Interview with B.R.A.G. Medallion Honoree Author Melanie Kerr

Follies PAst

Stephanie: Hello, Melanie! I am so delighted to chat today with you about your book, Follies Past, which has been awarded the prestigious B.R.A.G. Medallion. First, I would like to ask you how you discovered indieBRAG and what would you like to say about this company?

Melanie: I have so much to say about this subject that I am sure would test the bounds of this interview. Quality control is the missing link in the self-publishing world, and IndieBRAG is really stepping up to fill that void. They are providing precisely the service that I, as an independent author, need in order to get the attention of readers, booksellers, media, even agents and potential publishers. I can only imagine that they will grow in notoriety and importance in the publishing world as self-publishing becomes larger and it becomes even more important for readers to be able to identify the really good books from among the myriads.

Stephanie: I am completely thrilled about your book. I love anything Jane Austen and when I read your book description, I knew that I need to read this story as soon as I can. Please tell your audience a little about this book and what sets it apart from the other.

Melanie: Follies Past is a book I wanted to read, but hadn’t been written, so I wrote it. It is a story entirely grounded in Pride and Prejudice, and designed after the style of Jane Austen’s novels in general. The essentials of the story are taken from the letter that Darcy gives to Lizzy, setting out his history with Mr. Wickham. I used every bit of information that Austen gave us, about the characters, the facts, the circumstances, etc. and I applied my linguistics training to imitate the language that she wrote in, which is quite different from our own in terms of vocabulary, structure and style. My intention was just to give Austen fans more of what they love, to allow them to linger a bit longer with her characters, her world, as she wrote it. I have also fleshed out the story with characters of my own invention, so that the plot would hang on something that resembled a Jane Austen style love story. And there are a few surprises with respect to some minor P&P characters, which I hope readers will enjoy.

Stephanie: I am so delighted you decided to write a story of Georgiana and Wickham. I have to admit Georgiana is one of my favorite Austen characters and I’ve always wanted to read more about her. Please tell me a little about what her relationship with her best friend Clare is like. How do they complement each other and what is their favorite past times together?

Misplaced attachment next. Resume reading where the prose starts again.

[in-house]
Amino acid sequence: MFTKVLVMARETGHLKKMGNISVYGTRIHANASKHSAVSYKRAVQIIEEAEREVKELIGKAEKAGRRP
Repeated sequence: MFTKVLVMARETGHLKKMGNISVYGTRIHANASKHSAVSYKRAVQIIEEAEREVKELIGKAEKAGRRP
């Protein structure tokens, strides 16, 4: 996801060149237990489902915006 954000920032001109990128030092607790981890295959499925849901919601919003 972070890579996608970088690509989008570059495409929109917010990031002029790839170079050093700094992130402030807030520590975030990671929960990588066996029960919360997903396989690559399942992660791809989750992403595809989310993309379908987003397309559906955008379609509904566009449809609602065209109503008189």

Melanie: The story is about Georgiana, but it is Clare who is the heroine. Georgiana is very shy, very unsure of herself though she has a very tender heart. It is suggested in P&P that she comes off as a snob, but in fact is just reserved. This makes it difficult for her at school. She is rich, to be sure, but she doesn’t make friends easily. Clare is not rich. She is an admiral’s daughter and has no dowry. She has a high moral character and is very caring. She and Georgiana are drawn to each other because they both feel they don’t fit in. Clare takes care of Georgiana in a way, and Georgiana, with her sweet sincerity, gives Clare permission to go easy on herself. I imagine Georgiana showing Clare how pretty she is by doing her hair for her and lending her jewels, and Clare making Georgiana sing in public, and not taking ‘no’ for an answer. They encourage each other, and they really do admire each other and think that the other is everything they wish they could be.

Stephanie: Please tell me about Lord Ashwell. His weaknesses and strengths and what is an example of his part in the story?

Melanie: Lord Ashwell is Georgiana’s cousin, Colonel Fitzwilliam’s elder brother and heir to an Earldom. He is refined and charming and sickly and he may or may not be a rogue of the worst kind. It is very easy to fall in love with him, but the reader does not know whether to heed the scandalous stories about his past. He lives very near to where Georgiana lives in London, and they meet quite often. He is instrumental to several points in the plot, but it would be giving away too much to tell you what they are!

Stephanie: I’ve always considered Caroline a bit devious. What is one of the ways she tries to get in Darcy good graces to marry her? Though I must say he probably has never given thought to marry her. Or am I wrong? And in what you have told me about her in the questionnaire I sent you-without giving the main conflict away, do we see her in a false light? Is she really different then she comes across? I think many people will be surprised about her in your book and that is one of the things I look forward to reading about in your story.